Pros and Cons of Social and Flash Sale Participation

Wednesday, May 9th, 2012
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What is a social sale?

A social sale is a limited-time sale (a “flash sale”), that typically features large discounts and may require a “tipping point” – meaning that a requisite number of customers must purchase the deal before anyone gets it.  Deals and sites vary – some take orders for a specific product and either the site or the retailer fulfills the orders, and some sell coupons or vouchers applicable toward a purchase at the retailer’s website for specific products (e.g., get a specific $100 item for $50) or for use toward the purchase of whatever they wish (e.g., get $20 worth of items for $10). All of these social sale or flash sites drive sales by creating a sense of urgency and encouraging “deal-sharing” among “friends” through Facebook, Twitter and other social portals.

Historical Pros of participation in these sites have included (a) moving excess inventory, (b) advertising your business to more consumers than you currently reach, and (c) generating immediate incremental revenue.

Historical Cons of participation in these sites have included (a) attracting bargain hunters who may not return to your site or be willing to purchase items at full price, (b) damaging your brand reputation by lowering the perceived value of your products and by making it appear that you are having trouble selling your products, (c) creating losses for the retailer because of the combined discounts, cut for the site, and potentially unlimited nature of the deal, and (d) creating customer service issues that reflect poorly on the retailers who are not properly geared up for the surge in business.

In fact, last year a broad Rice University study concluded that less than 36% of deal using consumers spent beyond the deal amount on open dollar deals, less than 20% returned to make a full-price purchase at the same site, and less than half of the participating businesses would do it again.  

However, partly as a result of these statistics and consumer “deal fatigue”, deal sites are now finding it harder to recruit retail participants so they are more willing to negotiate their cut, and they are focusing on niche markets, such as fashion, wine or travel, targeting specific audiences with the goal of higher conversion rates among pre-qualified consumers. Additionally, retailers are setting limits on the number and types of deals offered, retailers are offering deals and subsequent discounting strategies designed to encourage return visits to their sites and are staffing up to handle the sudden surge of customer service issues and sales. Finally, if a retailer selects a deal site that sells vouchers for use on their own sites, they are assured to get complete customer information at the point of sale, to use for future marketing. So, today more than ever, there may be some value in participation for your business if you run the numbers carefully and plan ahead.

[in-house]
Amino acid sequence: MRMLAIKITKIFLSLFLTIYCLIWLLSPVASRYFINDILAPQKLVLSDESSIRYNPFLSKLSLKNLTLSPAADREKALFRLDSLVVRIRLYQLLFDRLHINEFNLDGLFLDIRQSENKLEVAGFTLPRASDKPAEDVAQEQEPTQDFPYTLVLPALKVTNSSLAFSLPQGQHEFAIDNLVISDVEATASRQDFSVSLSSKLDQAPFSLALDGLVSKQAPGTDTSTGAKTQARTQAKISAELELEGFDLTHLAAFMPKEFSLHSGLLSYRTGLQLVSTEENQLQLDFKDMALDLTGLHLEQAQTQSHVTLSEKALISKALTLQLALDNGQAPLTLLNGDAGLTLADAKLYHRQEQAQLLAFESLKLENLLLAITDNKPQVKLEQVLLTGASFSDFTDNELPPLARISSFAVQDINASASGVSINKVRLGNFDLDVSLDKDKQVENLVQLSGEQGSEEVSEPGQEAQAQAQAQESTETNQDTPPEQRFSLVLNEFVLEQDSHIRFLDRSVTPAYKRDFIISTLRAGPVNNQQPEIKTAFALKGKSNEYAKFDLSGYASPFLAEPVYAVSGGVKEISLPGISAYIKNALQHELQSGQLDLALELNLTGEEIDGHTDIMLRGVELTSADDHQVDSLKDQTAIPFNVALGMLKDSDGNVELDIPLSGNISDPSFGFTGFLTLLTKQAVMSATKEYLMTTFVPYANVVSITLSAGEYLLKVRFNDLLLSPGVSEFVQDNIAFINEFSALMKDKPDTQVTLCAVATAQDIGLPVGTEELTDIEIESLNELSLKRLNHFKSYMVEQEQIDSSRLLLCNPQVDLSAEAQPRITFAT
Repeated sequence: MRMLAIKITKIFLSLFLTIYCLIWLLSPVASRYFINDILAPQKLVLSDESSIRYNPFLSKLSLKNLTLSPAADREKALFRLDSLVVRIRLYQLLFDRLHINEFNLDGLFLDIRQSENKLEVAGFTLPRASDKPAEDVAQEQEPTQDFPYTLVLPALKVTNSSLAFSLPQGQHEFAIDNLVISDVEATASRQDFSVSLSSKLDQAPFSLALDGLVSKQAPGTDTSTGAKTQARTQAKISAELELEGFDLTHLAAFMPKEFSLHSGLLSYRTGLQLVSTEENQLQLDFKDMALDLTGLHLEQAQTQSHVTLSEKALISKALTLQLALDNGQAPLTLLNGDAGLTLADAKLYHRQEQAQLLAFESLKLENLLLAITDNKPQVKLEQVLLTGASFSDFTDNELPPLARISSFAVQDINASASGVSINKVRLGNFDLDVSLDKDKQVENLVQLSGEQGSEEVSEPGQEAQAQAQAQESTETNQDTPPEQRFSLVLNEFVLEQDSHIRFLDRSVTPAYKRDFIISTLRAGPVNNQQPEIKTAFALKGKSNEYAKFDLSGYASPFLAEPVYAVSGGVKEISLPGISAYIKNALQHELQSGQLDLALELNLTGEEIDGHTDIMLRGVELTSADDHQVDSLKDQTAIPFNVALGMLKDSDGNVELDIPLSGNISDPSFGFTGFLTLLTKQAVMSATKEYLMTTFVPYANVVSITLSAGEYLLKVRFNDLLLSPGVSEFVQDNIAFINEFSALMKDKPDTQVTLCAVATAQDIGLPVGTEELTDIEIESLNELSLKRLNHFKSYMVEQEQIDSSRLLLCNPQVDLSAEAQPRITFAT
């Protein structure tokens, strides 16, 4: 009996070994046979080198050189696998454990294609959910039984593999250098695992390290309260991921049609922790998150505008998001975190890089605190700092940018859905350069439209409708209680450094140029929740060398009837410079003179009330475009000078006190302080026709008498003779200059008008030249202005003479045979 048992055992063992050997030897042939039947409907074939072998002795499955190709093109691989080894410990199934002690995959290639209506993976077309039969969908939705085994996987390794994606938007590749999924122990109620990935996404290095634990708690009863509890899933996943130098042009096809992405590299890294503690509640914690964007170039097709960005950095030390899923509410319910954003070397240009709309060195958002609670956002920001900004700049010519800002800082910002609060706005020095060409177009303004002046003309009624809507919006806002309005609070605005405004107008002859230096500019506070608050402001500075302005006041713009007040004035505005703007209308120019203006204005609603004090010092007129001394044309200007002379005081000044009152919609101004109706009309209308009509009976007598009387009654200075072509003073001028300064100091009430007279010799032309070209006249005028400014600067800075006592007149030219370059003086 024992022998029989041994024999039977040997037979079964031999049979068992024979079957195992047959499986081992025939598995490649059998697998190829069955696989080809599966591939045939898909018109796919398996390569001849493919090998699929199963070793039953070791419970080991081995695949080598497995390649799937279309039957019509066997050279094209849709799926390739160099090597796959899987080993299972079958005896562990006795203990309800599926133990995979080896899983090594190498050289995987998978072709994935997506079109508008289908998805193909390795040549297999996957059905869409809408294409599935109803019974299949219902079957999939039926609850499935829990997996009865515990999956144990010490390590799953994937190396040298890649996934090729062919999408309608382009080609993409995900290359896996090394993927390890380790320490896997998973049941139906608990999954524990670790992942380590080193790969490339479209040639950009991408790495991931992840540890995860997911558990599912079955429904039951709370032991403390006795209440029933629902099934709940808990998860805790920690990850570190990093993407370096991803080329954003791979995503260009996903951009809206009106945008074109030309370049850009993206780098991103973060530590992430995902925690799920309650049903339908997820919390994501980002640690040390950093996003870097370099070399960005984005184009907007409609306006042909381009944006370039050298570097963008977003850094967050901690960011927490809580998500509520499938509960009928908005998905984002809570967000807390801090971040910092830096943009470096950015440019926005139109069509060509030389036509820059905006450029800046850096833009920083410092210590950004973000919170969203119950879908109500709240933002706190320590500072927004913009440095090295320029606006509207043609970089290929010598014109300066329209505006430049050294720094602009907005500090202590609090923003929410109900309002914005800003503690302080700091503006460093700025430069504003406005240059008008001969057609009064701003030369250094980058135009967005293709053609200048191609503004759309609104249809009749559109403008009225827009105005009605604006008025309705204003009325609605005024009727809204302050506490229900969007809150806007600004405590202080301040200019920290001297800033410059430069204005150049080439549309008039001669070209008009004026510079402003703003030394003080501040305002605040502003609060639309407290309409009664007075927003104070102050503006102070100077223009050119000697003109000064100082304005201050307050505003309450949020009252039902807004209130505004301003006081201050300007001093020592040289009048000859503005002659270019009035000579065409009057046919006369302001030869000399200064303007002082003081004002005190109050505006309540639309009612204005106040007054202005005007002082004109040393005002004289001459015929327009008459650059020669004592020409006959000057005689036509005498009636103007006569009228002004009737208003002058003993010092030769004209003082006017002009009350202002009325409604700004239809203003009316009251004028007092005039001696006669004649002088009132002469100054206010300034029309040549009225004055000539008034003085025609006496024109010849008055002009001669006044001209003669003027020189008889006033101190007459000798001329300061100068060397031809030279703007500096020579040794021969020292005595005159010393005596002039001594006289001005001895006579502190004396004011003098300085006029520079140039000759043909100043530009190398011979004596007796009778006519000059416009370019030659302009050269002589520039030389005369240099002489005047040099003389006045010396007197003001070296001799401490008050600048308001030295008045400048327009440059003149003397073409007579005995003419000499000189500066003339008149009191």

On the other hand, some retailers are turning to alternatives to these sites that do not include paying a cut to a third party, such as posting deals on Facebook or Twitter, and catering more (only sometimes with big discounts) to their existing loyal customers rather than spending high dollar amounts on the acquisition of deal-seeking new customers.

To participate in social sales either on flash sites or through self-constructed Facebook or Twitter promotions, it is essential to ensure that your online store is set up to handle the traffic, promote sharing of the deal through various social media integrations, and to deliver the deal you promise.  If you are a Nexternal customer, there are a number of ways to facilitate these promotions, including coupon and order sharing, as well as a built-in social sale component which includes a tipping point, that you can use to run flash sales for your own customers at discounts you control. This DIY flash sale component encourages your customers to share the deal through social connections and rewards them for being your ambassadors, all without paying a social sale site to get the word out. Remember that it doesn’t take a lot of matches to start a wildfire, and initiating a social sale directly to your database, regardless of how small it may be, can be very effective if your database is engaged. For more information contact your dedicated account executive to assist you with your built-in social sale set up.

Pamela is a Senior Account Manager at Nexternal and works in the Napa Valley office. She is passionate about helping her clients succeed. With 20 years' experience in the wine industry spearheading business development and marketing for various wineries including her own, plus previous years practicing general business law, Pamela is well qualified to provide the service and guidance to her clients that sets Nexternal apart from other eCommerce providers.